What strange secret made rich, beautiful, tempestuous Bella Baxter irresistible to the poor Scottish medical student Archie McCandless?
Was it her mysterious origin in the home of his monstrous friend Godwin Baxter, the genius whose voice could perforate eardrums?
This story of true love and scientific daring whirls the reader from the private operating-theatres of late-Victorian Glasgow through aristocratic casinos, low-life Alexandria and a Parisian bordello, reaching an interrupted climax in a Scottish church.
- Format: Paperback
- Pages: 336 pages
- Publisher: Bloomsbury Publishing PLC
- Publication Date: 04/11/2002
- Category: Modern & contemporary fiction (post c 1945)
- ISBN: 9780747562283
Showing 1 - 2 of 2 reviews.
Review by alexis3700
Such an odd, odd story. LOVED IT! Was at first very confused why it was recommended to me...
Review by YossarianXeno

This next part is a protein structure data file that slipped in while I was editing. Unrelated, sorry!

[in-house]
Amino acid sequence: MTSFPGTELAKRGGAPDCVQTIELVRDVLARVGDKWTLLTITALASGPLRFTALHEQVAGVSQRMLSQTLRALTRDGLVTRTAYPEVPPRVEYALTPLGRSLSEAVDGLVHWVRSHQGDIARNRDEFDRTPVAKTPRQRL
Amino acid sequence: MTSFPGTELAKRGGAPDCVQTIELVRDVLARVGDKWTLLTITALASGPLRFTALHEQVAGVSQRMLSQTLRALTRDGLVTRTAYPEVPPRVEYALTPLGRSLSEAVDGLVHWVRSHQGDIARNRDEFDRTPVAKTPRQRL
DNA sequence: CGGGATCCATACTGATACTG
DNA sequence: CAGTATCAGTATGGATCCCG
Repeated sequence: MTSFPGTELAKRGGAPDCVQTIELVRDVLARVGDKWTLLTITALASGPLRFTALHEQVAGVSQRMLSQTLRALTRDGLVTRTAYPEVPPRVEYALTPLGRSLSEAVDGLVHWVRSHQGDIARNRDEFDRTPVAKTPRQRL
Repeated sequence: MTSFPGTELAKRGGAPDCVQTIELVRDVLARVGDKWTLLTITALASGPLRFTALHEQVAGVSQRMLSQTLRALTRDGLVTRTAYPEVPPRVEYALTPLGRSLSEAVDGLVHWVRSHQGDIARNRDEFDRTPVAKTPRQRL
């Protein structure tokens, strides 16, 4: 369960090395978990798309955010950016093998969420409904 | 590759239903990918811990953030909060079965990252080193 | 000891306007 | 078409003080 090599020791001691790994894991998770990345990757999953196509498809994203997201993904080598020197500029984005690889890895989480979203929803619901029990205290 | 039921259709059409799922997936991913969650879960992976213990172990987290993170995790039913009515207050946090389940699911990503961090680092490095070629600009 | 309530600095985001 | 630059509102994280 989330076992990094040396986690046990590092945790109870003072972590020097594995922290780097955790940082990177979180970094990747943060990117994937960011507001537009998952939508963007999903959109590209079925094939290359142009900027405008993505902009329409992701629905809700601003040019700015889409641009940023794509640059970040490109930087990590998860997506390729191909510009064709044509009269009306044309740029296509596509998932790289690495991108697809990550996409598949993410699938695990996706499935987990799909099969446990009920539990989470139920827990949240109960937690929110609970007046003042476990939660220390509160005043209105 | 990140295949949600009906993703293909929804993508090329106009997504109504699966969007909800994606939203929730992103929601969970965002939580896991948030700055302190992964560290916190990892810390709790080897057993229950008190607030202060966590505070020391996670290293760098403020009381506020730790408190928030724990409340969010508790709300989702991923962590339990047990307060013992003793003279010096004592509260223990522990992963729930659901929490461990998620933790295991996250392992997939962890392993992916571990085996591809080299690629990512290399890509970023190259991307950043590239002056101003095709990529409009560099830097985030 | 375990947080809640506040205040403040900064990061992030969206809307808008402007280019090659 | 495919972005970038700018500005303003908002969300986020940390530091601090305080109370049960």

The friend who gave me this novel has a long track record of introducing me to unusual and well-written books and their authors (amongst others to William Boyd and Haruki Murakami) and Poor Things was no exception. At its core are three engaging, weird and wonderful characters, Godwin Baxter, a reclusive medical genius, a doctor, Archie McCandless and Bella Baxter, the protégé of the former and object of love for the latter. To avoid giving too much away I won't go into detail about the plot, but it starts almost as a 19th century gothic medical horror story but unfolds to be a quasi-political tale of liberal values, particularly in relation to the role of women, in the deeply conservative world of wealthy Victorian Glaswegians. Though primarily set in Glasgow, along the way the slums of Alexandria and a brothel in Paris have important parts in the story. Poor Things is an exceptionally imaginative book that that well worth reading.